“In the future,” many have predicted, “the Iraqis will blame their civil war on the US.”
Well, of course they will. They already do. They do in Man-on-the-street interviews, in which those men on the street explain how “everyone got along” until the bad old Americans came. In a poof, the persecution and mass-murder of the Kurds is forgotten by all the Arabs. In a poof, the persecution and mass-murder of the Shi’a by the Sunnis (the regime of Saddam Hussein being merely a disguised Sunni despotism) is forgotten — certainly by almost all the Sunnis, but also by some Shi’a when they want to blame, as they do want to blame, the Infidels for everything. Everything was wonderful.
In Pakistan Sipaha-e-Sahaba never attacked the Shi’a. In Afghanistan the Taliban never tried to wipe out every last Shi’a Hazara. In Lebanon, the Shi’a have never suffered or ever wanted to get back at the Sunnis. In Bahrain, the Shi’a who constitute 75% of the population are ruled benignly by a Sunni Arab about whom they have nothing to complain. And as for the past 1300 years of Sunni-Shi’a relations, let’s just say it has been roses, roses, roses all the way.
Of course the Americans are to blame, in Muslim eyes. Always will be.
But here’s the amusing part. The Bush Administration cannot admit to itself that the Sunni-Shi’a divide pre-dated the invasion of Iraq by some 1300 years, and that the fissures between them would inevitably widen once the iron grip of Saddam Hussein had been removed. Because to admit that this was all inevitable, would be to raise the question: if it was all inevitable, why did we not see it? For it if was inevitable, and we hadn’t — and still refuse to have — the slightest idea of its inevitability, then there must be something wrong with us. But we can’t admit that. Nor can all the commentators, for and against the war, who failed to immediately identify this inevitable outcome, and who either remained Bush loyalists, or opposed the war for all the wrong, appeasing reasons. Or they advocated some halfway measure, such as that “put in a strongman” — without, of course, asking themselves whether that “strongman” would be Sunni, in which case the Shi’a would never accept him, or Shi’a, in which case the Sunnis would never accept him.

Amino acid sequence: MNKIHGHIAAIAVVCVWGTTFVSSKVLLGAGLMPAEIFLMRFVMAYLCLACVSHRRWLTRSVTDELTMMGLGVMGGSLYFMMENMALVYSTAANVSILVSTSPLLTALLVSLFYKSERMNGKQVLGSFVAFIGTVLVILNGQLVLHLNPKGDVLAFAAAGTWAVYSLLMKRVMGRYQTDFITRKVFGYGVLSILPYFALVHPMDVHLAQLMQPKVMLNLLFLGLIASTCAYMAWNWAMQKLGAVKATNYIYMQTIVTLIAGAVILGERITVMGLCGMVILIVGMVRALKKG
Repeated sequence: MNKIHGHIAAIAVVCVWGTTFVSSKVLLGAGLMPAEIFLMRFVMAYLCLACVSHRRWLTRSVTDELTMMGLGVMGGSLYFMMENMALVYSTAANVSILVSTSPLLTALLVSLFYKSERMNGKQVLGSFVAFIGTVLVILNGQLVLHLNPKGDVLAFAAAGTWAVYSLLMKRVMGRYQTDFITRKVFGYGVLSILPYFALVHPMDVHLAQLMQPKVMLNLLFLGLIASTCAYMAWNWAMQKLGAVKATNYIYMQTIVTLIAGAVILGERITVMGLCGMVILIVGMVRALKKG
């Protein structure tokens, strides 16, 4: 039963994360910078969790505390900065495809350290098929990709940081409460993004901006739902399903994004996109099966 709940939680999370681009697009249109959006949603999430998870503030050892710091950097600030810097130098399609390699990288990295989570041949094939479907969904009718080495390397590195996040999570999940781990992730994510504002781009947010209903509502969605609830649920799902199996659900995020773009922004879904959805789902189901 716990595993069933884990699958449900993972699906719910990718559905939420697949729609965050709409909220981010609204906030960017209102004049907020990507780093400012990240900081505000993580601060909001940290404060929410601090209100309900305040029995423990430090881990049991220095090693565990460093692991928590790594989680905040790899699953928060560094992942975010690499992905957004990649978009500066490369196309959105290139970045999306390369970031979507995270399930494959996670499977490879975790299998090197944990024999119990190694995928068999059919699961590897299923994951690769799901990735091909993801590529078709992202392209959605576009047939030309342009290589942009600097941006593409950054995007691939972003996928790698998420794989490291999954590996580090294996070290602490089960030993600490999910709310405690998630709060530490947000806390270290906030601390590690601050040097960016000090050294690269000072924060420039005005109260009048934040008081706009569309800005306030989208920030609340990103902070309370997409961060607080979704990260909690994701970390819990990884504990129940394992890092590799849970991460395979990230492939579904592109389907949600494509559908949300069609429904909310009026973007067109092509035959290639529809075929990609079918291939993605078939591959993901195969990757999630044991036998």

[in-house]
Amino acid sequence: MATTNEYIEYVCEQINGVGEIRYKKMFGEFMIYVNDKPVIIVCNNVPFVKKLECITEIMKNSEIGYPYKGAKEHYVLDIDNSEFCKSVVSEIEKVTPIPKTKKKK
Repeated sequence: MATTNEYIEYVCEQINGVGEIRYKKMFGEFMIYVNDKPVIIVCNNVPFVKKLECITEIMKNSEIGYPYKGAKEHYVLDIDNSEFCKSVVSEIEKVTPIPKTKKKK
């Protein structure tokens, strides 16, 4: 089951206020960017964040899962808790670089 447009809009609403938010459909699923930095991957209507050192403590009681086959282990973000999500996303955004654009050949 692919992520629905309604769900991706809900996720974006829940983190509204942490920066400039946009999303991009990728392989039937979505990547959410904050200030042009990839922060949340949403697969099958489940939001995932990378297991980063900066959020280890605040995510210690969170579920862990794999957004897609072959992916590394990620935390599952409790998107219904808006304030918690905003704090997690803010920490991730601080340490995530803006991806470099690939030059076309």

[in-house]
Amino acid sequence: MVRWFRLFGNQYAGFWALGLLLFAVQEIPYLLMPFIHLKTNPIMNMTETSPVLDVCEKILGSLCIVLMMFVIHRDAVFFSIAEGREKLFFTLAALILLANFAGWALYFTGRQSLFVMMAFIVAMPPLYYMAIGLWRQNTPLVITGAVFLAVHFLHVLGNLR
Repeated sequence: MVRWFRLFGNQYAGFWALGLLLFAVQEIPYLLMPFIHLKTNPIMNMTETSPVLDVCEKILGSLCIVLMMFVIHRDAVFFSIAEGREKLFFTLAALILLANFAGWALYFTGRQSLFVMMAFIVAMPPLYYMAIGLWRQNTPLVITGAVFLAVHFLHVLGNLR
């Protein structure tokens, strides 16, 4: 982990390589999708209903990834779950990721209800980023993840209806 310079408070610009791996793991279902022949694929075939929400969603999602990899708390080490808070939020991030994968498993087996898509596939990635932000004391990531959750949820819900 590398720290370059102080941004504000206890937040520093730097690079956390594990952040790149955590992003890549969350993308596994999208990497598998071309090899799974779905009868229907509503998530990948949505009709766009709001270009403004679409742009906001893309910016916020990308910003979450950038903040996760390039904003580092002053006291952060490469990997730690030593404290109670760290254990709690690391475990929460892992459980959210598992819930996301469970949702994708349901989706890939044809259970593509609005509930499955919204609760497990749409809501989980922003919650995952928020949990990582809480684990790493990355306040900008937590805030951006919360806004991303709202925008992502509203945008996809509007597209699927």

No, those who were wrong, being unable to admit it, will persist in their obstinacy. And that obstinacy requires them to deny the depth and duration of the Sunni-Shi’a split, and thus to support the view that the “Americans caused it.”
A fantastic war, this Iraq war. Undertaken for one stated reason, continued long after for quite another, crazily messianic and polypragmonic reason. Supported by those who simply mechanically rallied around the Bush-Republican-conservative wagons, without considering what was actually going on. And even today most are still unable to see the folly of the Bush and now Gates definition of “victory,” which is the very opposite of what should be desired.
When Gates says failure to obtain “victory” — by which he means ending the Sunni-Shi’a violence and forcing the Kurds to permanently acquiesce in remaining within Arab-ruled Iraq, he has it all backwards. He speaks of “catastrophe.” But the real “catastrophe” would be if the Americans, after having squandered 3,000 lives and 22,000 wounded and a half-trillion dollars in sunk or committed future expenses, and after having done great damage to both the materiel and the morale of the armed services (not cheap to repair in one case and not easily recovered in the other), were to continue to squander men, money, and materiel in order to achieve the opposite of what would constitute a kind of victory, which would come through dividing and demoralizing and thereby weakening the Camp of Islam. Well, this would be the greatest self-inflicted defeat in American history. And it would have been entirely avoidable if Bush and Co. had had the right understanding of the instruments and full scope of the menace of Jihad.
But Jihad is not understood. Not by Bush. Not by Cheney. Not by Rice. Not by Gates. Not by the idiotic Baker-Hamilton Iraq Study Group. Not by The New Duranty Times. Not by The Bandar Beacon. Not by the bright-eyed “insurgency experts” who keep making plans to win hearts and minds in Iraq, and who speak confidently and irrelevantly about how insurgencies “last on average ten years.” They do not consider that this “insurgency” is Islam-based. As long as Islam is there, the Infidels will always be fought, and as long as Islam is there, the ethnic and sectarian divisions within Islam will never be overcome, because the spirit of compromise, especially peaceful compromise, is contradicted by the tenets and attitudes of the belief-system of Islam.
How long will it take this learning-curve to begin to take off, as it still strains and strains and strains for lift-off?